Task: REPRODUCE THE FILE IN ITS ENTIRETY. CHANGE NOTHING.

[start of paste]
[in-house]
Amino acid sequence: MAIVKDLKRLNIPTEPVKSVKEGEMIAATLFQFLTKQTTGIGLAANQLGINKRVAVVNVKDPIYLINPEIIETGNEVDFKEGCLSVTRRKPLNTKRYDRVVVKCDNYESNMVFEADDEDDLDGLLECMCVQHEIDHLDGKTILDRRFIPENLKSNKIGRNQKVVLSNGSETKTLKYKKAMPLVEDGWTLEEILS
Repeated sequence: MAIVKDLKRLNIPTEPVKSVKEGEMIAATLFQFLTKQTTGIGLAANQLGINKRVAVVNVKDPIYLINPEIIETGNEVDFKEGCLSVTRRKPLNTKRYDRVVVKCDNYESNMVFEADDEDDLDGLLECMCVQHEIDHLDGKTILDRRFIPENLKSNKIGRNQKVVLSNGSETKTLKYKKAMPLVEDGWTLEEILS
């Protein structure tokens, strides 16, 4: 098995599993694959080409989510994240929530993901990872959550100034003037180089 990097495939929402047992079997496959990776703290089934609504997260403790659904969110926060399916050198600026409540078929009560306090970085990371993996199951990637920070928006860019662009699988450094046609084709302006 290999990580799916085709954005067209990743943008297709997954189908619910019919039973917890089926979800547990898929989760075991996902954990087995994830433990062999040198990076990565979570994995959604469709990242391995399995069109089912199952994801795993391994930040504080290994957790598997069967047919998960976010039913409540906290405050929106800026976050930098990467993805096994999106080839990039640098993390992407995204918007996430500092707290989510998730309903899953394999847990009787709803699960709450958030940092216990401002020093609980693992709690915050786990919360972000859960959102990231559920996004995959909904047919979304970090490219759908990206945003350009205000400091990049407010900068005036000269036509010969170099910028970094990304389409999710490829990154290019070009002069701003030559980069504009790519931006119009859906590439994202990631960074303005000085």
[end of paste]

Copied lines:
[in-house]
Amino acid sequence: MAIVKDLKRLNIPTEPVKSVKEGEMIAATLFQFLTKQTTGIGLAANQLGINKRVAVVNVKDPIYLINPEIIETGNEVDFKEGCLSVTRRKPLNTKRYDRVVVKCDNYESNMVFEADDEDDLDGLLECMCVQHEIDHLDGKTILDRRFIPENLKSNKIGRNQKVVLSNGSETKTLKYKKAMPLVEDGWTLEEILS
Repeated sequence: MAIVKDLKRLNIPTEPVKSVKEGEMIAATLFQFLTKQTTGIGLAANQLGINKRVAVVNVKDPIYLINPEIIETGNEVDFKEGCLSVTRRKPLNTKRYDRVVVKCDNYESNMVFEADDEDDLDGLLECMCVQHEIDHLDGKTILDRRFIPENLKSNKIGRNQKVVLSNGSETKTLKYKKAMPLVEDGWTLEEILS
């Protein structure tokens, strides 16, 4: 098995599993694959080409989510994240929530993901990872959550100034003037180089 990097495939929402047992079997496959990776703290089934609504997260403790659904969110926060399916050198600026409540078929009560306090970085990371993996199951990637920070928006860019662009699988450094046609084709302006 290999990580799916085709954005067209990743943008297709997954189908619910019919039973917890089926979800547990898929989760075991996902954990087995994830433990062999040198990076990565979570994995959604469709990242391995399995069109089912199952994801795993391994930040504080290994957790598997069967047919998960976010039913409540906290405050929106800026976050930098990467993805096994999106080839990039640098993390992407995204918007996430500092707290989510998730309903899953394999847990009787709803699960709450958030940092216990401002020093609980693992709690915050786990919360972000859960959102990231559920996004995959909904047919979304970090490219759908990206945003350009205000400091990049407010900068005036000269036509010969170099910028970094990304389409999710490829990154290019070009002069701003030559980069504009790519931006119009859906590439994202990631960074303005000085």